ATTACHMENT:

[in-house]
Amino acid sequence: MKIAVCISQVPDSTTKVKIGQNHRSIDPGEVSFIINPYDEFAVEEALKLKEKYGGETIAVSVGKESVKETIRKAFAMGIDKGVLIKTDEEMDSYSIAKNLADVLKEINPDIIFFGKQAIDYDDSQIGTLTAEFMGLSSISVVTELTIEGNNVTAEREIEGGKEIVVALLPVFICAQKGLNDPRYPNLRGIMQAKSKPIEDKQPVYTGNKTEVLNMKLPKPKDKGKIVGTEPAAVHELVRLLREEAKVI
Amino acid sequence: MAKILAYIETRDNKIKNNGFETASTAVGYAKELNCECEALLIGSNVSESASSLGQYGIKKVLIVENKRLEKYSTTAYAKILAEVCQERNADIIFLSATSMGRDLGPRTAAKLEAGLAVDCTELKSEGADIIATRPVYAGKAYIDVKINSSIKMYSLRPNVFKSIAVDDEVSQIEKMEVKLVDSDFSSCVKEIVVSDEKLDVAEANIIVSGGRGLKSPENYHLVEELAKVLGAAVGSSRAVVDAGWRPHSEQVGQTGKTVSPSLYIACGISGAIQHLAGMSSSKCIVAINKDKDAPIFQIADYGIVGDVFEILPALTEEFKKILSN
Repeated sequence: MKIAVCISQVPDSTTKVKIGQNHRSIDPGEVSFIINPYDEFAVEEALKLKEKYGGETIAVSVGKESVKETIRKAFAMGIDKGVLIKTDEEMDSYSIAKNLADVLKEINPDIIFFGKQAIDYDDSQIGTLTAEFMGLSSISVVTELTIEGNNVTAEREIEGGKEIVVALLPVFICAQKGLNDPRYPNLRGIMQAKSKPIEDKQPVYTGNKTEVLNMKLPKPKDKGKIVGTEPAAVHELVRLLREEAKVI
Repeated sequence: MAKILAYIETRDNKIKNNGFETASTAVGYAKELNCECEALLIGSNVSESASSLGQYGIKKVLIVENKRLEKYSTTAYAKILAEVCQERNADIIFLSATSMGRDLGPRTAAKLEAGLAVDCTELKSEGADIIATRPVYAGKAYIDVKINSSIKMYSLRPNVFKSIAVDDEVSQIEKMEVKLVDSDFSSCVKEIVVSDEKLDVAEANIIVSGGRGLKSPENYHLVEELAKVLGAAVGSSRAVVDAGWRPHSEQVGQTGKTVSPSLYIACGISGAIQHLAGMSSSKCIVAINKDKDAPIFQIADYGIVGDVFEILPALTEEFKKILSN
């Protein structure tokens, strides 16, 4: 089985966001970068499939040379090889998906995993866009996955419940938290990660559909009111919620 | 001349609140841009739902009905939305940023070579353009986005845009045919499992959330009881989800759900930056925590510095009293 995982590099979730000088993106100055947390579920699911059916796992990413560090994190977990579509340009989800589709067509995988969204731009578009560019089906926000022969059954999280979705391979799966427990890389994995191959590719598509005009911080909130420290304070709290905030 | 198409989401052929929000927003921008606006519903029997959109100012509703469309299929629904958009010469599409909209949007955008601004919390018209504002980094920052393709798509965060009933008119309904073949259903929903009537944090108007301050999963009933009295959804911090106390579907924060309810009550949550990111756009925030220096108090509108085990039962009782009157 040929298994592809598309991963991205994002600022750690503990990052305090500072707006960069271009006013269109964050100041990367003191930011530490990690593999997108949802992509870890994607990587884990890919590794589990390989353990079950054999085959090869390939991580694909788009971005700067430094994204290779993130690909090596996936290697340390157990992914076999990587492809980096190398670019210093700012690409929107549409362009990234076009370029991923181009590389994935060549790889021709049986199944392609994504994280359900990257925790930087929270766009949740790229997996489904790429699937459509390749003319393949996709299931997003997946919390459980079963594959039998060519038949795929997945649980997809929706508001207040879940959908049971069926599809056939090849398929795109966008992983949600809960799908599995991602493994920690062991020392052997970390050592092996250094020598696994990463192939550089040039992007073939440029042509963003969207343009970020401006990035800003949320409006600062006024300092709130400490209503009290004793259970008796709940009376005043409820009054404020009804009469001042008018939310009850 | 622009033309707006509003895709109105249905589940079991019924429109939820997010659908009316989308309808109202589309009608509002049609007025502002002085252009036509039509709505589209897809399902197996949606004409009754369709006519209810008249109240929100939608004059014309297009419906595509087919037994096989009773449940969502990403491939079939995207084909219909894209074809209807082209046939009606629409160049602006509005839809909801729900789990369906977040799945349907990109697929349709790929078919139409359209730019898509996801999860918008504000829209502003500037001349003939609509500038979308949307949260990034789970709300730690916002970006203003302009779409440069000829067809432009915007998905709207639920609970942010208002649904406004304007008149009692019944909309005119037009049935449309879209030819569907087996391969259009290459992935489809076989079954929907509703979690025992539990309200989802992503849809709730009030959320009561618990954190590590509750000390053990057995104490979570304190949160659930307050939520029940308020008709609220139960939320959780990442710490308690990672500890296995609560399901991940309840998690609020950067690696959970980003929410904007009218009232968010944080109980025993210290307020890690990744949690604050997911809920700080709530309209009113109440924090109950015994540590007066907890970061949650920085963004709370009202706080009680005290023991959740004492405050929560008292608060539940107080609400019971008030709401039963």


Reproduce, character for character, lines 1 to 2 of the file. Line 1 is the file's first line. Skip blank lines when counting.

[in-house]
Amino acid sequence: MKIAVCISQVPDSTTKVKIGQNHRSIDPGEVSFIINPYDEFAVEEALKLKEKYGGETIAVSVGKESVKETIRKAFAMGIDKGVLIKTDEEMDSYSIAKNLADVLKEINPDIIFFGKQAIDYDDSQIGTLTAEFMGLSSISVVTELTIEGNNVTAEREIEGGKEIVVALLPVFICAQKGLNDPRYPNLRGIMQAKSKPIEDKQPVYTGNKTEVLNMKLPKPKDKGKIVGTEPAAVHELVRLLREEAKVI